11. Not sure if I should be posting this lest I blow their cover... Olive & Gourmando is now selling wines they privately import RETAIL. This is the first I've heard of this happening in Quebec. To quote their newsletter: Just checked their web site. This week's private import "special" is an unspecified Seghesio for $50 + tax, 92pts from WS.
  12. They also have mixed cases of magnums of various vintages of Chateau Latour and their second label for $3295 for the more budget- and value-conscious.
  13. Good timing Maeve - I spent the day yesterday doing a walking tour of the city from the Old Port to the Plateau and back home down St. Denis st. I was amazed at how run down that area of the city is. Unfortunately, the place seems closed now. I wasn't aware that they were seeing hard times, but that entire area is a wasteland now.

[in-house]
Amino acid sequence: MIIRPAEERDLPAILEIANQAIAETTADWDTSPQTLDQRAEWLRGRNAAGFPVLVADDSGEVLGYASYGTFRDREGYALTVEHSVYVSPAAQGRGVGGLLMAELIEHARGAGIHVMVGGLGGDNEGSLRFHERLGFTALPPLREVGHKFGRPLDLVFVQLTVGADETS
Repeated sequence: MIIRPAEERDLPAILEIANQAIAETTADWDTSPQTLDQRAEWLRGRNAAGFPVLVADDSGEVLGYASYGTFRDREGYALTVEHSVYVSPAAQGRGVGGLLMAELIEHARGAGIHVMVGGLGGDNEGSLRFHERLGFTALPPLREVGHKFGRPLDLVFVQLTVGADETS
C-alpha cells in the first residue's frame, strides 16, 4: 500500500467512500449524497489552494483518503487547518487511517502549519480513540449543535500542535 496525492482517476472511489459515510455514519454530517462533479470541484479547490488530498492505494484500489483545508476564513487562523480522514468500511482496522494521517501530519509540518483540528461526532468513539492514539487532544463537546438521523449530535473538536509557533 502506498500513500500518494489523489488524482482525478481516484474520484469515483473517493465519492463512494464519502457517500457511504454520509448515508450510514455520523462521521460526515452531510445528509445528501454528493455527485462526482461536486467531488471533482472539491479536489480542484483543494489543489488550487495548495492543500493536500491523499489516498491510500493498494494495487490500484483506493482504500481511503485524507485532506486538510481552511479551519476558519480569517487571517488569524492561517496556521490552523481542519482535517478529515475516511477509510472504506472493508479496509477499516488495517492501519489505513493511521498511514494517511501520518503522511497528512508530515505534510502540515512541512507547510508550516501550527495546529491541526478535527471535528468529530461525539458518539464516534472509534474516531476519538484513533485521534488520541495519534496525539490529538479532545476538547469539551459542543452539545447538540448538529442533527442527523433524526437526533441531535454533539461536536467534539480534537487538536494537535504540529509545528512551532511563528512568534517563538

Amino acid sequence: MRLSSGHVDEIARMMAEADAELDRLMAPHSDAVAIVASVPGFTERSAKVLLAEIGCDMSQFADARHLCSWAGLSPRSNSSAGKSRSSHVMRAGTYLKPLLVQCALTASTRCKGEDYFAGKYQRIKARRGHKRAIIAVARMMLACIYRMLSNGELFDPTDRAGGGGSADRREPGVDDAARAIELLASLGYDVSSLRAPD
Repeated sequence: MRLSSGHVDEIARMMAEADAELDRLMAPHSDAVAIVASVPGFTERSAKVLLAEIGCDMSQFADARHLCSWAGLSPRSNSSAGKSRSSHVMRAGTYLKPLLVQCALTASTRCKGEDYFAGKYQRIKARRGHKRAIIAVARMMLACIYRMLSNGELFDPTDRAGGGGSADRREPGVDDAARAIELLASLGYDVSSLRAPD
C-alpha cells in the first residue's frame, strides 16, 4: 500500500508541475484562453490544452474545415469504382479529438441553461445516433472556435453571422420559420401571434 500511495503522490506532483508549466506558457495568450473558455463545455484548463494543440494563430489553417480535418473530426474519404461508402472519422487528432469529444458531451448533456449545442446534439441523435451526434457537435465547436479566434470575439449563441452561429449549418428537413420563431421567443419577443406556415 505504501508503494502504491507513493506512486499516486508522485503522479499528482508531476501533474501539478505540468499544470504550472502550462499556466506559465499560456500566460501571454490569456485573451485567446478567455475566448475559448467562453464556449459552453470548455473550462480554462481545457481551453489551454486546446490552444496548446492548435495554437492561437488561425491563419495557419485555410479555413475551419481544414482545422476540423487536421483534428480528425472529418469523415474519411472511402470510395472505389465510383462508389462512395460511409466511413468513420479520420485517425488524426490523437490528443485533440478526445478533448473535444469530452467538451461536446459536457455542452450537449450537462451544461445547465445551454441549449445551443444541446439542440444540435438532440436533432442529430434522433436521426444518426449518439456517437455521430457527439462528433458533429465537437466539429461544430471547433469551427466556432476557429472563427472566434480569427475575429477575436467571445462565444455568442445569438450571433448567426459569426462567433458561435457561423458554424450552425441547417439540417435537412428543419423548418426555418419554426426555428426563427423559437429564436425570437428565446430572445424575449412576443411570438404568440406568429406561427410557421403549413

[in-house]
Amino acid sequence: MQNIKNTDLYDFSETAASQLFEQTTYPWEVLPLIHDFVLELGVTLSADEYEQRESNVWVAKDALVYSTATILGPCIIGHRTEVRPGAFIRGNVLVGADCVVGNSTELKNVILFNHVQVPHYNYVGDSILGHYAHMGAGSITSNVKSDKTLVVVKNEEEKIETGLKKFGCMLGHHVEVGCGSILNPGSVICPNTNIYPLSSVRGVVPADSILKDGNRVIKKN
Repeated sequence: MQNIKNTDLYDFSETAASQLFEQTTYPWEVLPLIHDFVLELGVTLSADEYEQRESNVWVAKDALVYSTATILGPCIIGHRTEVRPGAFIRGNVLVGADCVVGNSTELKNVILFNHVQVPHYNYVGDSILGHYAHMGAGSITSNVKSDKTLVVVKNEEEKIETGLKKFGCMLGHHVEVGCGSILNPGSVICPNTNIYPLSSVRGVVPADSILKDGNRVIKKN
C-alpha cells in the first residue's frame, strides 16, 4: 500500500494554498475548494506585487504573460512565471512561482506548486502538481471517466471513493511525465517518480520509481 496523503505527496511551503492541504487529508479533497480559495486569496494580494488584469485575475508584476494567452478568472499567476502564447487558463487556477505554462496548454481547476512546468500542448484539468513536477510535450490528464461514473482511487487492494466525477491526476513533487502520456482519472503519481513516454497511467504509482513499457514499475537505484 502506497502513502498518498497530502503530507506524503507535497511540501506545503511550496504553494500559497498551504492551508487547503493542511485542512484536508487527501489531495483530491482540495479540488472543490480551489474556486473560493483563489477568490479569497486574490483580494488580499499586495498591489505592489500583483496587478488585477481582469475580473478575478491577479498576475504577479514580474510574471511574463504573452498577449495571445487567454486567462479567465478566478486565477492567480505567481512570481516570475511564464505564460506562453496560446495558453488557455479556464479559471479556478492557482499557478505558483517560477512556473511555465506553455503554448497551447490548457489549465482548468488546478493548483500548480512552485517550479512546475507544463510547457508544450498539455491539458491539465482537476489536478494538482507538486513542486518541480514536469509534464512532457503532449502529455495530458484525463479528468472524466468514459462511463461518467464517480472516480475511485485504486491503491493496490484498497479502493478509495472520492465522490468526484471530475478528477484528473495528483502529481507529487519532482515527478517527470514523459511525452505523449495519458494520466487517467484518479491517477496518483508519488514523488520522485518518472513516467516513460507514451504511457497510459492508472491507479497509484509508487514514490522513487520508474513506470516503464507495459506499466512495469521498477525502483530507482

14. Thanks for the help guys. I am most interested in Pomerols. I knew about Lavinia but my sources tell me that it is a little overpriced.
  15. Hi - just wondering what the best Paris wine stores are? One of my employees is going out there for a vacation and I want him to bring back a few nice bottles of wine for me. Am looking for stuff in the 50 euro range, some nice Bordeaux. Is Les Caves Taillevent for tourists only or can good value be had? Thanks for your help.
  16. Hmm... don't know where you got that price from, the Fay regularly retails for $80 or less USD (with no discounts but plus tax) and the itself winery is selling it for $85 now, $10 more than the release price. I checked both WineZap and WineSearcher and found a few places under $70. To me the best examples of the SAQ's purchasing clout is with mid-tier Australian wines. Although its sold out now, Grant Burge's Holy Trinity sold here for $30.50. Good luck finding it in the US for under $30 USD before taxes, or even in Australia at that price. Then again, this just could be local promotional agents heavily discounting their wines assuring the ever-encroaching world domination of Australian wines. But who cares - we win in the end.